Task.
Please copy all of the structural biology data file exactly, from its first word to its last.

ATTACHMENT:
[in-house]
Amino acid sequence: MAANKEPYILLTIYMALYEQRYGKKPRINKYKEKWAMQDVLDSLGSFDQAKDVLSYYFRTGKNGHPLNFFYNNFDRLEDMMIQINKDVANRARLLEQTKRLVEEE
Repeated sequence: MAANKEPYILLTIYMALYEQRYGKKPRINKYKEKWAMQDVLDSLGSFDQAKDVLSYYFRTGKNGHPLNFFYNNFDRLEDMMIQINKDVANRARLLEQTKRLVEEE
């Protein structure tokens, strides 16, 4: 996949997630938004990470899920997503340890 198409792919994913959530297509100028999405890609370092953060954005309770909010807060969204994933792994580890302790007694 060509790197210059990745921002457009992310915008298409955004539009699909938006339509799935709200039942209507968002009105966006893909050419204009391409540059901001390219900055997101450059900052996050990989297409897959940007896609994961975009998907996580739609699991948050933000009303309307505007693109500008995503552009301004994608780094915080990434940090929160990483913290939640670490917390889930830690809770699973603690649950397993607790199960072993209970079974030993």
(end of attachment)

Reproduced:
[in-house]
Amino acid sequence: MAANKEPYILLTIYMALYEQRYGKKPRINKYKEKWAMQDVLDSLGSFDQAKDVLSYYFRTGKNGHPLNFFYNNFDRLEDMMIQINKDVANRARLLEQTKRLVEEE
Repeated sequence: MAANKEPYILLTIYMALYEQRYGKKPRINKYKEKWAMQDVLDSLGSFDQAKDVLSYYFRTGKNGHPLNFFYNNFDRLEDMMIQINKDVANRARLLEQTKRLVEEE
């Protein structure tokens, strides 16, 4: 996949997630938004990470899920997503340890 198409792919994913959530297509100028999405890609370092953060954005309770909010807060969204994933792994580890302790007694 060509790197210059990745921002457009992310915008298409955004539009699909938006339509799935709200039942209507968002009105966006893909050419204009391409540059901001390219900055997101450059900052996050990989297409897959940007896609994961975009998907996580739609699991948050933000009303309307505007693109500008995503552009301004994608780094915080990434940090929160990483913290939640670490917390889930830690809770699973603690649950397993607790199960072993209970079974030993």